I would thread a stub the same as your spindle using one of the spindle nuts as a test thread so you would have something to 'try' your thread on the spider without removing it from your chuck. Shouldn't be too bad to make. I would also be more inclined to machine it to the first drawing as it offers more support for your spider bolts...maybe even add a 45 degree chamfer to the inside shoulder so you could thread it on snug and it would self center before tightening your set screws.
Well after I got my 4 year old and 9 month old to bed I continued with my project. The lathe I have in my garage is not professional, its just G0602 benchtop from Grizzly, so according to their manual "Note: Since this lathe has an inch leadscrew, do not use the thread dial when cutting metric threads. Instead you must leave the half nut engaged from the beginning until the threading operation is complete." So when threading I have to stop the spindle, back the croslide, then engage reverse, then stop spindle, backup croslide, then move compound and engage forward. So when I press stop, spindle will rotate and since lead screw is engaged, carriage will move and on 1.5 metric thread I get about .150 - .200 until it completely stops. Yeah I hate it, but I can't buy another lathe at this point
Anyway, I got half way through, I decided to go with the original drawing, good thing threading is done and its perfect tight fit. I still have to cut it to size and tap them holes, but it shouldn't be complicated.
While you are set up to cut Metric threads I would cut one more coupling and install a handle on it
to turn the spindle.
A friend on this site did this and I liked the idea of having total control of the spindle and not worrying about the
coasting down of the spindle. If your lathe is in a tight space, a 1/2'' drive ratchet will work well and can be reversed
I also made a threaded nut with 1 1/16 x 16 tpi inside to screw a short threaded barrel in and install the extension nut
in the spindle to hold the back of the barrel. It works well and uses the shoulder of the spindle and the receiver for the
It is a little more work but it gives you total control when you can,t disengage the half nut.
I can call mechanism to engage lead-screw or lead screw engager something... About the lathe its 10x22 and it missing some features I would like to have. Let see if you ever worked with Hardinge toolroom lathe, when threading once lead screw engaged it stays that way, but it has a break and special lever on crosslide to get in and out of thread, love that feature... Of course Hardinge toolroom lathe no longer made, but there are many replicas still build today and they still cost 20 times more then grizzly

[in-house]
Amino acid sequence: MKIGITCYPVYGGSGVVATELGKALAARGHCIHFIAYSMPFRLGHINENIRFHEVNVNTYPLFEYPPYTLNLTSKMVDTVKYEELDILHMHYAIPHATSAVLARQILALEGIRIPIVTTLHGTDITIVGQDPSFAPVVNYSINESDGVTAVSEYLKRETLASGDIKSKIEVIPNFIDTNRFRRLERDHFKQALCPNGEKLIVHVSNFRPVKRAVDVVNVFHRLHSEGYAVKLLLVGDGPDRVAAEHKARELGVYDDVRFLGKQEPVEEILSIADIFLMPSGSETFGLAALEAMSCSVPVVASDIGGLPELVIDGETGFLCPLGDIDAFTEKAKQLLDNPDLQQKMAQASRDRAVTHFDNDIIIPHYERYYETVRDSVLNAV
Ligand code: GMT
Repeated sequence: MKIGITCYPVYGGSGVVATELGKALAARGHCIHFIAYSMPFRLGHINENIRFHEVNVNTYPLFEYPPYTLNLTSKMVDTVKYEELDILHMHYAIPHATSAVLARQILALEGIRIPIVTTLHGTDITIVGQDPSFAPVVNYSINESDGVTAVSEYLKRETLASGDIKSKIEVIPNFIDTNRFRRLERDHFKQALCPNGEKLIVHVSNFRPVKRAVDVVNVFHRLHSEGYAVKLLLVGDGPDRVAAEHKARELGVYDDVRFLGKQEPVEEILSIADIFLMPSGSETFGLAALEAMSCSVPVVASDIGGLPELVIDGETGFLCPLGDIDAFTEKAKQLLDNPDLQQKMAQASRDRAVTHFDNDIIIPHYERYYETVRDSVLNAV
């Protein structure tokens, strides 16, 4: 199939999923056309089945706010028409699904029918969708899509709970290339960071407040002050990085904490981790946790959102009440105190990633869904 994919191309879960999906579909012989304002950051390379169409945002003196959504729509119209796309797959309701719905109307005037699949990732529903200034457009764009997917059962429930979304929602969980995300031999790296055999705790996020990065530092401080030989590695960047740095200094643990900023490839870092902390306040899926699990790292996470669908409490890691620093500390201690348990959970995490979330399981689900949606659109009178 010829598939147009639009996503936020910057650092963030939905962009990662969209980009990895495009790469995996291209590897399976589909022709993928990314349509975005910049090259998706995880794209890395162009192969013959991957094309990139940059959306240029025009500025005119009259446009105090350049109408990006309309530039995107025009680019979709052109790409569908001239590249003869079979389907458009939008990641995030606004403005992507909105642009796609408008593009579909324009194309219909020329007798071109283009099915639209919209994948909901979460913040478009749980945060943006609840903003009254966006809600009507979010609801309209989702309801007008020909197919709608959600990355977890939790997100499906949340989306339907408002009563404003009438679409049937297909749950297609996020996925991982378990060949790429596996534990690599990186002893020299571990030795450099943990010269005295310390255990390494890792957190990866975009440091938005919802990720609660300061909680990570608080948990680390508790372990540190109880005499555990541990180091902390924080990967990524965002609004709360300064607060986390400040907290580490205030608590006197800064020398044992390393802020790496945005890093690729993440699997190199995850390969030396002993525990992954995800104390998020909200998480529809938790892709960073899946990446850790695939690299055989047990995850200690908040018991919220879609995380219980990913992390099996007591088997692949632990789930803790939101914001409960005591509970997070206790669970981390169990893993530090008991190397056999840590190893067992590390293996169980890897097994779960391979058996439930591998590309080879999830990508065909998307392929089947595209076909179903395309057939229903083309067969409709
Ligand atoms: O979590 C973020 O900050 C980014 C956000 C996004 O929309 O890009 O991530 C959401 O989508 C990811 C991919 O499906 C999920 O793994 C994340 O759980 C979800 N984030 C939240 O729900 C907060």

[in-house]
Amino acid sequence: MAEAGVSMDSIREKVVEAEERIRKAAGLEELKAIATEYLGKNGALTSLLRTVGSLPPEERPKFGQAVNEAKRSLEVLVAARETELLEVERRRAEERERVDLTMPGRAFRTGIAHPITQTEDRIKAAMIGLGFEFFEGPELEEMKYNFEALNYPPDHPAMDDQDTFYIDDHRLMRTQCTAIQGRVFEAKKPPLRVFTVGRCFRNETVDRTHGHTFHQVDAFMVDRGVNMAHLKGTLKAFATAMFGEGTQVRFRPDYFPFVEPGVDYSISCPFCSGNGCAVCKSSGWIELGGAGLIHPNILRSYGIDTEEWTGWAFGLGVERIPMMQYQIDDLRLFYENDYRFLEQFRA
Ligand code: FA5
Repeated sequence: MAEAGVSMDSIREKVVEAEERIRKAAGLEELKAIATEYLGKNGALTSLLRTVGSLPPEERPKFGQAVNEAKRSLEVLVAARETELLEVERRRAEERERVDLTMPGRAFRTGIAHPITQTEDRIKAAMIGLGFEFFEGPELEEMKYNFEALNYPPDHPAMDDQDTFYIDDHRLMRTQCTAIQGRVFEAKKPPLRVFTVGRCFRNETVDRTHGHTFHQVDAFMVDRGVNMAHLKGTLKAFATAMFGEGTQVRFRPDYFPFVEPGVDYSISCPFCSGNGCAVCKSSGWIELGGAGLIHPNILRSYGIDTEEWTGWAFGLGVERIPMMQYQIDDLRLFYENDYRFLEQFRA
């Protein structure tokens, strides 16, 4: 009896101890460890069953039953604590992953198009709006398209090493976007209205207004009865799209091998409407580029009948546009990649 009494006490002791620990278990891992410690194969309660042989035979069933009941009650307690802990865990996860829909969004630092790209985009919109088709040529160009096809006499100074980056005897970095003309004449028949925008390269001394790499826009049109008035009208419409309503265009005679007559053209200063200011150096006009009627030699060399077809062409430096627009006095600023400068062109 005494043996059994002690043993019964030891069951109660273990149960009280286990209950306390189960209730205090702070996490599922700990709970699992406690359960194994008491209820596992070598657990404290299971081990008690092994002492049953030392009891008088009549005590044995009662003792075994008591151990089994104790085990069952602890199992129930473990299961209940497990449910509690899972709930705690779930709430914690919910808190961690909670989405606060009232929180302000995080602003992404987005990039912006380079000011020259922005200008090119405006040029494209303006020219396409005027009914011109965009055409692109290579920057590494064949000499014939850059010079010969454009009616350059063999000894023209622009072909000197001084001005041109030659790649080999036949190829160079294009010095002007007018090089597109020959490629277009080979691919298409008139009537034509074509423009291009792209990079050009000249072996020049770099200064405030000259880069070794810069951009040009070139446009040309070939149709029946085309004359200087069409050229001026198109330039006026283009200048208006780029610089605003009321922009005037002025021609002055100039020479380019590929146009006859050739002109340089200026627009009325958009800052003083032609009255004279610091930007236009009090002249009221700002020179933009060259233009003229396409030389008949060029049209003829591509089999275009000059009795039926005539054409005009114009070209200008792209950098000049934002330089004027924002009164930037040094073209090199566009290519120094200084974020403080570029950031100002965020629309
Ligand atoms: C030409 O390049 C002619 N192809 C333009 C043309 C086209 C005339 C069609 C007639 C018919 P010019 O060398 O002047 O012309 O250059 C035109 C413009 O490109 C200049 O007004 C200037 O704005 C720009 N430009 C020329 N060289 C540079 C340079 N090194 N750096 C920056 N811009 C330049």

Here's one made by EISEN
And the one from Grizzly
Swing over bed: 9-5/8" Swing over cross slide: 6-1/8" Distance between centers: 22" Spindle bore: 1" Spindle thread: 1-3/4" x 8 TPI Spindle taper: MT #4 Motor: 1 HP, 110V, single-phase Number of speeds: 6 Range of speeds: 150, 300, 560, 720, 1200, 2400 RPM Leadscrew: 3/4"–12 TPI Compound travel: 3-1/2" Cross slide travel: 6-1/2" Carriage travel: 18-1/2" Maximum tool size: 1/2" Tailstock barrel travel: 2-1/2" Tailstock barrel taper: MT #3
5" 3-Jaw chuck with two sets of jaws 6-1/2" 4-Jaw chuck with reversible jaws 8" Faceplate Steady rest with 1/4"–2" capacity Follow rest with 1/4"–2" capacity MT #3 dead center 4-Way tool post Chip tray and backsplash Hardened & ground V-way bed
Oil-bath gearbox Tool box with service tools Number of longitudinal feeds: 9 Range of longitudinal feeds: 0.0023–0.013 IPR Number of inch threads: 33 Range of inch threads: 8–72 TPI Number of metric threads: 26 Range of metric threads: 0.25–3.5mm Overall dimensions: 46" L x 22" W x 16-5/8" H
Last edited by Jinx-); 07-27-2013 at 03:24 PM.
I've just always known, what you call a half nut, as a split nut. I've not had the pleasure of the Harding machines. But I've experienced Clausings, South Bends, Warner & Swaseys, Brown & Sharpe single spindle automatics, Acme-Gridley multiple spindle automatics, New Britain multile spindle automatics, Summit engine lathes (you can dis-engage the split nut on those when metric threading), Monarchs, Lymans, Sydneys and now HAAS. Thats just turning machines, the list is about as long for the mills I have set-up and operated. Punch presses,,, yes, for the part punched and for broaching, precision grinders, no centerless or bore, but pleanty of surface and tool & cutter grinders (making & sharpening). Heat treating,,,,, only on a one one one basis in the tool room. True "job shops" will show you alot in 35+ years. Never a boring moment,,,,,, unless it's with a 'bar'!
"Shoots real good!": definition; it didn't blow-up in my face. 1993 graduate Montgomery Community College 2yr. gunsmithing program